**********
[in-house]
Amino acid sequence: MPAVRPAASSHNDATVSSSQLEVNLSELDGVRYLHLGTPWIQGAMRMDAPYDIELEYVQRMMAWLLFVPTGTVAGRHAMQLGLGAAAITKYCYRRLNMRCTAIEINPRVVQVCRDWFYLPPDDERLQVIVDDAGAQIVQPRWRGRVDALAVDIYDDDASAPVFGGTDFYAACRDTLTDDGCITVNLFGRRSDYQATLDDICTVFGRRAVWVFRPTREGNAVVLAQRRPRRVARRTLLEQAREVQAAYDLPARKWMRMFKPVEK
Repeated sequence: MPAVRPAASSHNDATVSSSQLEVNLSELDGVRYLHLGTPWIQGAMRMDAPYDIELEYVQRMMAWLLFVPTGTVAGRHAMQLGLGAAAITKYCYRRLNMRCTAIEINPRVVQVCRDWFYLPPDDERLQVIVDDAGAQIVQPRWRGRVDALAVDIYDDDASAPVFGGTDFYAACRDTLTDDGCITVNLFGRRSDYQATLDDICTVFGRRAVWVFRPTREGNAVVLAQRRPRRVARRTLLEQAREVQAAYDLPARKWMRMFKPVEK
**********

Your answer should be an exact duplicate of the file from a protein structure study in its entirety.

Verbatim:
[in-house]
Amino acid sequence: MPAVRPAASSHNDATVSSSQLEVNLSELDGVRYLHLGTPWIQGAMRMDAPYDIELEYVQRMMAWLLFVPTGTVAGRHAMQLGLGAAAITKYCYRRLNMRCTAIEINPRVVQVCRDWFYLPPDDERLQVIVDDAGAQIVQPRWRGRVDALAVDIYDDDASAPVFGGTDFYAACRDTLTDDGCITVNLFGRRSDYQATLDDICTVFGRRAVWVFRPTREGNAVVLAQRRPRRVARRTLLEQAREVQAAYDLPARKWMRMFKPVEK
Repeated sequence: MPAVRPAASSHNDATVSSSQLEVNLSELDGVRYLHLGTPWIQGAMRMDAPYDIELEYVQRMMAWLLFVPTGTVAGRHAMQLGLGAAAITKYCYRRLNMRCTAIEINPRVVQVCRDWFYLPPDDERLQVIVDDAGAQIVQPRWRGRVDALAVDIYDDDASAPVFGGTDFYAACRDTLTDDGCITVNLFGRRSDYQATLDDICTVFGRRAVWVFRPTREGNAVVLAQRRPRRVARRTLLEQAREVQAAYDLPARKWMRMFKPVEK